Depending on how the genes were manipulated, these hybrids can be small or large. They also some sort of balanced characteristics of both rabbits and guinea pigs. Cabbits have rabbit paws and carriage, and they have similar ears that of a guinea pig. They also love to hop, just like rabbits. Meanwhile, the noises they make are that of a guinea pig. Their coat and color can vary from curly to wavy and from short too long.
Can Rabbits and Guinea Pigs Make a Good Company?
Both rabbit and guinea pigs enthusiasts believe that these two should not live together. It’s not recommended that you cage them both together, and there are several reasons why you must avoid it. First, we must understand that rabbits can only be happy and at peace with at least a friendly rabbit. The same goes for guinea pigs; they can only experience happiness if they are placed together with a friendly guinea pig.
One of the reasons why you don’t want these two to live together is because rabbits are larger than guinea pigs. Smaller creatures tend to be intimidated with larger ones. You don’t want your guinea pigs to be frightened or stressed out. But of course, there are still instances or experiences wherein the pet owner was able to successfully raised rabbits and guinea pigs in the same enclosure. But then again, this is not recommended.
Why They Should Not Live Together?
Aside from the fact that guinea pigs are intimidated with rabbits because of their size, you also need to note that the latter has powerful hind legs. These rabbits can be rambunctious sometimes, and during boisterous play, your guinea pigs might get injured due to power kicks. Also, guinea pigs are not that agile enough to outrun or get out of the way.
There are reports of guinea pigs suffering from broken ribs and legs because of the rabbit’s powerful kick. It might not be the intention of the rabbit to kick the small guy, but they are like children, they love to play, and sometimes their play can be too much. As a responsible and caring pet owner, it’s advisable that you separate the two species.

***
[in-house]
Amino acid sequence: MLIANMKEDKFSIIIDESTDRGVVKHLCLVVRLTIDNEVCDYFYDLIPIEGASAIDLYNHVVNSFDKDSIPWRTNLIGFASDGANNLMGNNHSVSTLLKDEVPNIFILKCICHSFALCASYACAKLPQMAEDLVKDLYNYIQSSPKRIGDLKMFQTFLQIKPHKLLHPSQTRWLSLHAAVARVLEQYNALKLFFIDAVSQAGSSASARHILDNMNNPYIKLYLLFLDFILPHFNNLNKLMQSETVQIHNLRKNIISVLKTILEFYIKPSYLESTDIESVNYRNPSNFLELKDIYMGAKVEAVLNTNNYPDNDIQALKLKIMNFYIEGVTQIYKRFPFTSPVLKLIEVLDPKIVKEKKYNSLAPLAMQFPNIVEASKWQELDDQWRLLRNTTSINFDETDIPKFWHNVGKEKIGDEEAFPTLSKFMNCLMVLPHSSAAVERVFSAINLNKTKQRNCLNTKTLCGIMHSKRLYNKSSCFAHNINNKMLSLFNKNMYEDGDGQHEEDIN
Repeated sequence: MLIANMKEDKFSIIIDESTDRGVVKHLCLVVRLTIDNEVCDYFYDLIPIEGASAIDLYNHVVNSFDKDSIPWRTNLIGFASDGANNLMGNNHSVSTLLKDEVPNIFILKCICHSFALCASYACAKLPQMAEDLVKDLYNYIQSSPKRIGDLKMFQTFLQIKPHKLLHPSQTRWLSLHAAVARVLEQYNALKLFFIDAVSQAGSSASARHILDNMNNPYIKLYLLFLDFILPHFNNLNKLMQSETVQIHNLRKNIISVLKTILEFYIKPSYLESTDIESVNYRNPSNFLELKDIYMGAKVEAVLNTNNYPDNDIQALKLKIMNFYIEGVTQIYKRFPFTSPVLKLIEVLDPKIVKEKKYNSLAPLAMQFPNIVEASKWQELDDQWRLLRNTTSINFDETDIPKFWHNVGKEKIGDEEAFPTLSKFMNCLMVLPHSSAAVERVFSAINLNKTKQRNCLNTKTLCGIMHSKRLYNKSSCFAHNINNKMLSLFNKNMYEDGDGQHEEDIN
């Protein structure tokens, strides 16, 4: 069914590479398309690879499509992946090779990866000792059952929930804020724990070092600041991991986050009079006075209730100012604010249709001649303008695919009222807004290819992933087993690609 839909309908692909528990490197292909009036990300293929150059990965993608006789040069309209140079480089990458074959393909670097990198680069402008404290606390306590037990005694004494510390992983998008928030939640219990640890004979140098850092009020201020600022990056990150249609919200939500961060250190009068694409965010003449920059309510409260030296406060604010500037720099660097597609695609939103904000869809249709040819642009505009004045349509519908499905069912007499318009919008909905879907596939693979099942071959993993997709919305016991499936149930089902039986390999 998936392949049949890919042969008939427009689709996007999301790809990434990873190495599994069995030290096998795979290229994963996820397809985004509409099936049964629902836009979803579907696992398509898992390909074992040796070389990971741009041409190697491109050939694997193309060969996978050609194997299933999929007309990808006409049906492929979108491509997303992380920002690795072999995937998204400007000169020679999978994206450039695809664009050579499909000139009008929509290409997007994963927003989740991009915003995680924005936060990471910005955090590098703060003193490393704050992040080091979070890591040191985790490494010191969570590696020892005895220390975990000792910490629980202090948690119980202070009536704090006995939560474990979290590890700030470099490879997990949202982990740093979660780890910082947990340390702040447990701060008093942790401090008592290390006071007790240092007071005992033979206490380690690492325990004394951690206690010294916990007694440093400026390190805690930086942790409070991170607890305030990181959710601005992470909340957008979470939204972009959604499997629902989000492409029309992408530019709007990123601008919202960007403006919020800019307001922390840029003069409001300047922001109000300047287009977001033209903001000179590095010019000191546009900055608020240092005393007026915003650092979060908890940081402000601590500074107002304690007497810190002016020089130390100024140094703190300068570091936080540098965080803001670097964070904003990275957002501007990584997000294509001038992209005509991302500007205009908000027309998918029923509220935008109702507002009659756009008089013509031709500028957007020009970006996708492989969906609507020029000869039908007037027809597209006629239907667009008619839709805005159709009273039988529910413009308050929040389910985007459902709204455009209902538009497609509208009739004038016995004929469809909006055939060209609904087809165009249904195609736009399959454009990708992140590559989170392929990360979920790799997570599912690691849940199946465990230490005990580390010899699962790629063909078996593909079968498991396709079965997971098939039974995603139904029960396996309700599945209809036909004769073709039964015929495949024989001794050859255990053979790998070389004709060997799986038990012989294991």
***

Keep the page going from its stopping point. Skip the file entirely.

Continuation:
Another reason why you don’t want rabbits and guinea pigs to live together is that rabbits tend to mount on smaller guinea pigs. Although it’s not possible for guinea pigs to get pregnant, still, the stress and injury that it can possibly acquire from rabbit mounting are not worth it. Moreover, these two species have different ways of communicating with each other. Therefore, confusion and quarrel are most likely to happen.
You should also not join rabbits and guinea pigs because they don’t share the same diet. Yes, there’s a slight difference in their diets. Guinea pigs cannot synthesize vitamin C; that’s why they need to be fed with special pellets that contain an ample amount of the said vitamin. Also, it’s not recommended that you feed guinea pigs with rabbit pellets since they have different digestive tracts, and the pellet may not contain special pellets that contain extra amounts of vitamin C.
Finally, the reason why you don’t want the rabbit and guinea pigs to live together is that rabbits carry a specific bacteria that can cause respiratory disease in the smaller species such as guinea pigs, and this is bacteria is known as Bordetella bronchiseptica. Also, rabbits contain Pasteurella, which is a bacteria that can seriously wreak havoc in your guinea pig’s health and immune system.
While it may seem like a good idea to place rabbit and guinea pigs in the same cage or enclosure, according to research, this is not a good idea. There’s nothing wrong with owning two of these lovely pets, but you have to ensure that both of them are experiencing a happy and healthy life. One way of doing this is by making sure that each species have a different cage and enclosure.
But if you want them to be placed inside the same cage, then we recommend that you ask for tips, advice, or recommendations from the veterinarians. It’s also a good idea that you ask for pieces of advice from your friends or families who have raised and kept rabbits and guinea pigs in the same cage or enclosure. Always remember that a healthy pet is a reflection of how good and responsible you are as an owner. Take care of them, and the rewards that await you are innumerable and priceless.